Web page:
Maine: Another Maine mayor has proposed closing another Maine airport. This time Waterville LaFleur Airport (WVL) in south central Maine has been placed on the chopping block. Calling the airport “a big white elephant” at a city council meeting in April, Mayor Paul R. LePage said the city spent “$100,000 of taxpayer money to keep a few people having fun and the building warm.” Waterville LaFleur ASN Volunteer Ronnie Marrache alerted AOPA of the mayor’s most recent assaults. The city engineer who runs the airport and the city manager understand the airport’s significant value to the community. According to a 2005-2006 study, the total annual economic activity or output associated with WVL equates to $2.87 million. This amount is derived from fuel sales, hangar leases, and other on-airport activity, as well as the revenue from visitors using the facility. Marrache had been following AOPA’s efforts to save Biddeford Airport, located just south of Waterville, so he contacted AOPA for help as the master plan for the city is expected to be presented later this year. Early planning on the part of Al Lyscars, the ASN volunteer at Biddeford and fellow airport supporters, has been vital to their efforts to date. Hopefully, Marrache’s early action and watchful eye will prevent Waterville’s mayor from going down the same path.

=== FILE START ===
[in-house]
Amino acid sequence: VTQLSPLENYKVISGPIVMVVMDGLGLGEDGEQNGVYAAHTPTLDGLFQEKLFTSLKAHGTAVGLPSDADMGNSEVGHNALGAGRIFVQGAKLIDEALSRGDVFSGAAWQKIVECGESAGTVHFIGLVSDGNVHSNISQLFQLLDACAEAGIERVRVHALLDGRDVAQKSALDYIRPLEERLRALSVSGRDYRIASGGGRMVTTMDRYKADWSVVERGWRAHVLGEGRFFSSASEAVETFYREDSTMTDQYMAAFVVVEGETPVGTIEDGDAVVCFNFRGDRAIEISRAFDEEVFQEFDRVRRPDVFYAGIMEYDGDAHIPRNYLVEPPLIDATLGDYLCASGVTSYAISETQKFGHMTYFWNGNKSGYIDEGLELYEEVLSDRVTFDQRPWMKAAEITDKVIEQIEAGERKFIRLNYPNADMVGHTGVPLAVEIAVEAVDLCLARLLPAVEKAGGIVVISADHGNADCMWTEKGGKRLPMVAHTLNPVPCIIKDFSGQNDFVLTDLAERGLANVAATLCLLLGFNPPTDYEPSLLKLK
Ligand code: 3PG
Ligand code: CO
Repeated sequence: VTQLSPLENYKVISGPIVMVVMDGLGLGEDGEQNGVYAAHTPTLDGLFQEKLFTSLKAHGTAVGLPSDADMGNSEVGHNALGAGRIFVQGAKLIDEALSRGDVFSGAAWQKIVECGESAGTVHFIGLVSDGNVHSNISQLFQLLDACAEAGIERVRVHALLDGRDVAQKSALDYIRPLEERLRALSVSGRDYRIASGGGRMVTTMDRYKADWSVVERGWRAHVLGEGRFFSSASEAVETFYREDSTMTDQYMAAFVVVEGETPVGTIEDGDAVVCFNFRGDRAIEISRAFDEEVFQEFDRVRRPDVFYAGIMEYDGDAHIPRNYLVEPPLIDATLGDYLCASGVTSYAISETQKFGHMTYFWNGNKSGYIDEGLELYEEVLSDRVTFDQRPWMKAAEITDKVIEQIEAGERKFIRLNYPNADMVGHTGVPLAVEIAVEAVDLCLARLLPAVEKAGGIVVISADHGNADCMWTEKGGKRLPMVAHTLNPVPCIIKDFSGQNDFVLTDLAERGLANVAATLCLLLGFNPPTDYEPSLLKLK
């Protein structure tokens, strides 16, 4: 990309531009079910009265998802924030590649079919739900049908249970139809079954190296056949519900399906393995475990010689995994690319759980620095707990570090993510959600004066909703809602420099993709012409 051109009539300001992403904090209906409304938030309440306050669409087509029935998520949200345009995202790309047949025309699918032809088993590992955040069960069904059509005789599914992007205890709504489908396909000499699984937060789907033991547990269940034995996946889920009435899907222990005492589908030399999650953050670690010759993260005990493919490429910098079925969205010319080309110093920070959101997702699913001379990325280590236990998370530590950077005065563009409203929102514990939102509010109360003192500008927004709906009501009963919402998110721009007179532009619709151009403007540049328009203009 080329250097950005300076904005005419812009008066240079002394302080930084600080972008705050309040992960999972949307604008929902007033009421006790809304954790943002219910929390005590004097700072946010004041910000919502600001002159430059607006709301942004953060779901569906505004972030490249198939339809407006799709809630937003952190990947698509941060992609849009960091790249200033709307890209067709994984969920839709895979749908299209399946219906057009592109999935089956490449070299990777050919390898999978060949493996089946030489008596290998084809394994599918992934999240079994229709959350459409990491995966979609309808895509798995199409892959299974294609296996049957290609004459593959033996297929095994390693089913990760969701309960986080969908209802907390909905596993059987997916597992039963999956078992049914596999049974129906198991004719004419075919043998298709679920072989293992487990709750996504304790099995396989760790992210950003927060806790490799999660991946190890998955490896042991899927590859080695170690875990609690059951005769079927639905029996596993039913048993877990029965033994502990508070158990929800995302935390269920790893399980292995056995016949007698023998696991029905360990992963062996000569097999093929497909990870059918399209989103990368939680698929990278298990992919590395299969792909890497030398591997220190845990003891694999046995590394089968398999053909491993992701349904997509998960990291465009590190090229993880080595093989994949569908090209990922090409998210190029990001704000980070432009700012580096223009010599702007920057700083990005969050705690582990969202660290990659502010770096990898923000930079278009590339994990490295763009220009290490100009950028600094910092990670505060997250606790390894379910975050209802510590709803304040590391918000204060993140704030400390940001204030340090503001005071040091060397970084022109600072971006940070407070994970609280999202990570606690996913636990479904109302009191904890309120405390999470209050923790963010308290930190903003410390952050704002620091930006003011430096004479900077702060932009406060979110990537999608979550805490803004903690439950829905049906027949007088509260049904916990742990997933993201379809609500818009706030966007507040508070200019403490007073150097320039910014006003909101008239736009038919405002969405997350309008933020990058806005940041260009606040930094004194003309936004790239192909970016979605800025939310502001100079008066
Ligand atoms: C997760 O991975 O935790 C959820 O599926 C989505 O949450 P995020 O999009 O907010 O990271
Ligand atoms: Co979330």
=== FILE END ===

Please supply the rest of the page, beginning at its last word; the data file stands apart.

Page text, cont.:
WHAT YOU CAN DO: Waterville’s mayor blindly discounted the airport’s profitability and potential. Fuel sales and hangars are the greatest on-airport revenue producers. Help your airport increase its bottom line with Aircraft Hangar Development GuideAOPA’s .
This spring, AOPA asked its members what they believe are the biggest issues general aviations faces today. In addition to the cost of flying, saving airports ranked at the top of the list. The AOPA Airport Support Network was created more than a decade ago to address this very issue and, to date, has been overwhelmingly successful slowing the rate of airport closures. But one airport lost is one too many, particularly if it’s yours. Learn firsthand how you can protect and promote your airport by joining the Airport Support Network (ASN). Complete the volunteer application process by July 30 and you will be eligible to attend our free breakfast meeting at AirVenture in Oshkosh as well as other ASN meetings and events throughout the year. To see if your airport needs an ASN volunteer and to learn how to apply, go online.